Tennessee Day 2

Today was Oak Ridge National Lab day. I got picked up this morning by Bonnie Hebert of the US ITER office and met with the director and deputy there. We talked about a whole range of issues around the future of ITER, how to communicate it and some of the challenges of managing a large-scale scientific co-operation of this type, pretty much unprecedented. They mentioned an interesting-sounding report (fun dinner reading for me tonight!) by the National Academy of Sciences called Rising above the Gathering Storm (http://books.nap.edu/catalog.php?record_id=11463). For a look at the range of US opinions on ITER, you could have a look at a recent MSNBC article http://cosmiclog.msnbc.msn.com/archive/2008/04/02/851992.aspx?Ajax_CallBack=true. It makes interesting reading!

Then I went to talk to Stan Milora, chief technology officer for US ITER and director of fusion at ORNL. It’s easy enough to joke about fusion always being 50 years away, but that doesn’t mean there haven’t been benefits from the research already and Stan outlined some of these, particularly in the materials area and magnets (some of the science done in fusion has helped develop MRI technology), as well as power grid infrastructure. Counter-intuitively, given what I’ve learnt about the US so far, there is not much industry involvement in US fusion – it’s seen as science, which is in a different “box” if you like.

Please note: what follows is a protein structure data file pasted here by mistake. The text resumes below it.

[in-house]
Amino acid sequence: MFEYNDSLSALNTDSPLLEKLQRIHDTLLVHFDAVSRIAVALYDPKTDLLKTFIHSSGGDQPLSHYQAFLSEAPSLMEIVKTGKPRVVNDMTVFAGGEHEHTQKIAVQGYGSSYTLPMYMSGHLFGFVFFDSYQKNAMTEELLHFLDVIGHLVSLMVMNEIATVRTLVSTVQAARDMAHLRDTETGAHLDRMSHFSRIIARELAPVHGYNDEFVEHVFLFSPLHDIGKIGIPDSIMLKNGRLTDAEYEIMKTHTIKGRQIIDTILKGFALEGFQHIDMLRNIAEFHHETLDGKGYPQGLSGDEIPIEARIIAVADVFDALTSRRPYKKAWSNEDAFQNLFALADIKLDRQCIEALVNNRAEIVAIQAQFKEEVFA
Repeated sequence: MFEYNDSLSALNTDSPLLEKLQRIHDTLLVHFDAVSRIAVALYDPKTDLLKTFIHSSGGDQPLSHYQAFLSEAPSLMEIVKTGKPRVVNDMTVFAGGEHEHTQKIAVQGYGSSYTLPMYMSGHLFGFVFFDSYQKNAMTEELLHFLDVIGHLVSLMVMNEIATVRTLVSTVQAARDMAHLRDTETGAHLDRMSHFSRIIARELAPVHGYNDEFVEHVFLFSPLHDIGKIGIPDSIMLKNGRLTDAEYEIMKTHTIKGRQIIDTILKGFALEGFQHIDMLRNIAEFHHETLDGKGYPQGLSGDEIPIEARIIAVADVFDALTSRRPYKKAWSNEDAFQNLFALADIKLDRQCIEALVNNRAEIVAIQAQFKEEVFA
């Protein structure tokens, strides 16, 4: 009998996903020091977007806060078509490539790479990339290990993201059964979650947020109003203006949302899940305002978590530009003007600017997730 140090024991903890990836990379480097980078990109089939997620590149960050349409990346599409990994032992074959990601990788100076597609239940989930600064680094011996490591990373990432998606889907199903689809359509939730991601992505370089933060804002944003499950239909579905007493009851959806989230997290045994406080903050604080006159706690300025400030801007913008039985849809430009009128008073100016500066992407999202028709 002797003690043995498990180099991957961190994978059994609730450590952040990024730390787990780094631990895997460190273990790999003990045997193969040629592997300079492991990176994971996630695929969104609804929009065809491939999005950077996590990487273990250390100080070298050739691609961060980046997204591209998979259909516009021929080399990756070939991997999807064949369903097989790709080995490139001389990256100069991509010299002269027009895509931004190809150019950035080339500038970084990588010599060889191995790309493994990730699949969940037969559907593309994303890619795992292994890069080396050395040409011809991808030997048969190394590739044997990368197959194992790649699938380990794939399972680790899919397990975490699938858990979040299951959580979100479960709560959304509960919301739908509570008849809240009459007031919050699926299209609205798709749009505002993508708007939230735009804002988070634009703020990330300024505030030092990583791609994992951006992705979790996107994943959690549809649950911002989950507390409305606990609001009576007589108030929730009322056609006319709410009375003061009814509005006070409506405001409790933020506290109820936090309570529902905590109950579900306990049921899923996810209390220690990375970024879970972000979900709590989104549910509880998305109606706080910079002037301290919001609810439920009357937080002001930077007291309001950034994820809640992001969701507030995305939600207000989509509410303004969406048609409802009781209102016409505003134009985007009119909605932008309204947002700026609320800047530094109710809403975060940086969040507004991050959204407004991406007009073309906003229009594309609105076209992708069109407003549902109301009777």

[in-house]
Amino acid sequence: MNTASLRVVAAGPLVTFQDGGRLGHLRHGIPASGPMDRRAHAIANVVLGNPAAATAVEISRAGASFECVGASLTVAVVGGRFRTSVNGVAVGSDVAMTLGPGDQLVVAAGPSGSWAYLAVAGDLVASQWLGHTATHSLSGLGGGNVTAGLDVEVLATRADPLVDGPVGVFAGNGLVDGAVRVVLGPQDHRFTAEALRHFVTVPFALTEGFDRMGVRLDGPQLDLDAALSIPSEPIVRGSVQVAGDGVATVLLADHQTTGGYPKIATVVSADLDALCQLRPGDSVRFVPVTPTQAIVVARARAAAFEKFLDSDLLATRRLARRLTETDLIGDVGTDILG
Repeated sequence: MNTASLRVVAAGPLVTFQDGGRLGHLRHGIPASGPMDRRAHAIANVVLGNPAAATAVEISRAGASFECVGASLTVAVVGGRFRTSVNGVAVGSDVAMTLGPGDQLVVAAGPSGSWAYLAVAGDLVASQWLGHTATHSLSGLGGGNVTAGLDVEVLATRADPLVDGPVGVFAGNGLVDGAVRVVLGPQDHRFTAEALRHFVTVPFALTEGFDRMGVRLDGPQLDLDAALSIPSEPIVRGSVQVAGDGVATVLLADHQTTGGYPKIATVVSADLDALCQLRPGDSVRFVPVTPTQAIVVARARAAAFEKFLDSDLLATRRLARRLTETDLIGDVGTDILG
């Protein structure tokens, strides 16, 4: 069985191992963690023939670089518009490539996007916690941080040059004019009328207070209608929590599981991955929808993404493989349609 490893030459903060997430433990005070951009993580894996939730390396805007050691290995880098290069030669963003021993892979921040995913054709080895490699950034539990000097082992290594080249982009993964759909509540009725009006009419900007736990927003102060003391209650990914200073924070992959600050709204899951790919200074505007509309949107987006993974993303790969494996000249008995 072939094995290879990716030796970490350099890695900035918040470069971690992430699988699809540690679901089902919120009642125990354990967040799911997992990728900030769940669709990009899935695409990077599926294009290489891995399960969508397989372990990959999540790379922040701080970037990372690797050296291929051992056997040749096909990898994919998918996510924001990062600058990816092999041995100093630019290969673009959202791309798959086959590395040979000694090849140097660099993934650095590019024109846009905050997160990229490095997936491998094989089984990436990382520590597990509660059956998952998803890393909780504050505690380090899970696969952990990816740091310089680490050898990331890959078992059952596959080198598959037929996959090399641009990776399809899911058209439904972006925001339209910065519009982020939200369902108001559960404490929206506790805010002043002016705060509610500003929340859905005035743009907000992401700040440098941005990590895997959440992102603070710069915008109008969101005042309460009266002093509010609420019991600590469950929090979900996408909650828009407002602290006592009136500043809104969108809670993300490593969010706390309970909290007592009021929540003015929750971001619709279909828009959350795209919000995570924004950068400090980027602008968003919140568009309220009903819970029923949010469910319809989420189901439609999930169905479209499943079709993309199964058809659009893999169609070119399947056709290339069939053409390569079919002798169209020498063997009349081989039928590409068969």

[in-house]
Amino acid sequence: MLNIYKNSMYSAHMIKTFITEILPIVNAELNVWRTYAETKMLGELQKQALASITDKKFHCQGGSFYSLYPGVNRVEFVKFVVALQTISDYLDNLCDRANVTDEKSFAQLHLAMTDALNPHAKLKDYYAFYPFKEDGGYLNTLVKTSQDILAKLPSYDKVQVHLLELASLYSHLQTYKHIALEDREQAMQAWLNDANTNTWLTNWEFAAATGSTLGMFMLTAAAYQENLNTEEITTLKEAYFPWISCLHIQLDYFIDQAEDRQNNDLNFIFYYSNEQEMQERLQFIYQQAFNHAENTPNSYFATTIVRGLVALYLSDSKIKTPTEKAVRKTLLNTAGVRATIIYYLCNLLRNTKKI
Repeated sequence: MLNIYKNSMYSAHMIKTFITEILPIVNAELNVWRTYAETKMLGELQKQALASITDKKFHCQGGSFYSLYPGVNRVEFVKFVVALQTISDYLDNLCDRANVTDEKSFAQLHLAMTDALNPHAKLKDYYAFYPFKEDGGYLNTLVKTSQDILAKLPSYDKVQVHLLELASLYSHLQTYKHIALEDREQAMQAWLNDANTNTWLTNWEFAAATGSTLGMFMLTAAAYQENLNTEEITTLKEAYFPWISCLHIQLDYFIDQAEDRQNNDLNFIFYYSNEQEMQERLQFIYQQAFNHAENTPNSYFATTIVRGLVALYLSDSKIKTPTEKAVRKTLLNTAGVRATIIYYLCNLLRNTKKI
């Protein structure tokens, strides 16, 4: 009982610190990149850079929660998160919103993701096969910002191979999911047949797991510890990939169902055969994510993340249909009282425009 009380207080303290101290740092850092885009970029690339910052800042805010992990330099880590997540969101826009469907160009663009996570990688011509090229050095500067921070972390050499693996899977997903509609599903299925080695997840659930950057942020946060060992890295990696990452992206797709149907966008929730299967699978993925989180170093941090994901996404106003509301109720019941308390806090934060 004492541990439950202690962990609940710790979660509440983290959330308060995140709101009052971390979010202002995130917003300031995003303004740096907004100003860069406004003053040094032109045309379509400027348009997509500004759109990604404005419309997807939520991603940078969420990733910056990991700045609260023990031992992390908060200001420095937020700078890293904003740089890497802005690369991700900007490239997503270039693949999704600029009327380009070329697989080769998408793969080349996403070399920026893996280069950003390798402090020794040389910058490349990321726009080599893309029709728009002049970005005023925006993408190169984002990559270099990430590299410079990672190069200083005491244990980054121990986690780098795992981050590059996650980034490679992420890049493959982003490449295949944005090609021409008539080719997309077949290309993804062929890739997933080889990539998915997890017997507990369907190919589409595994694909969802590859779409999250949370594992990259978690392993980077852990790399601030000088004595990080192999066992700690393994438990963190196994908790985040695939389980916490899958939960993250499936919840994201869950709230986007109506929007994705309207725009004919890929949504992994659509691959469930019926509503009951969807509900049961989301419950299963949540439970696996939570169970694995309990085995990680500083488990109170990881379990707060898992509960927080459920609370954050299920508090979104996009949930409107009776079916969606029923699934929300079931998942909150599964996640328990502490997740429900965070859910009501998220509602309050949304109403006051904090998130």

I then went to talk to the Director of Communications for ORNL. They have computing facilities there that can perform over 260 trillion calculations per second. and by the end of the year it will be up to 1000 trillion calculations per second.  Mind blowing stuff, huh! ORNL is a facility that scientists can come and use, even from private industry. Clearly the challenges of communicating science are the same all over the world as we talked about the fact that scientists talk to each other and something needs to be done to translate their work into the language of a fairly intelligent ordinary human being.

Anyway, the lovely Bonnie from ORNL has offered to take me out somewhere for dinner, which will get me out of the hotel, so I will leave it there!

Published by Antonia

I'm a British citizen and European Union offical, who lives in Brussels again after 6 years in London and 8 in Melbourne. I went to the London School of Economics and University of Melbourne. In 2008 I took part in the Eisenhower Fellowship Multination Programme, the subject of 3 of my blogs. You can find me on Twitter as @antoniam or on Mastodon as @antoniam@mastodon.scot

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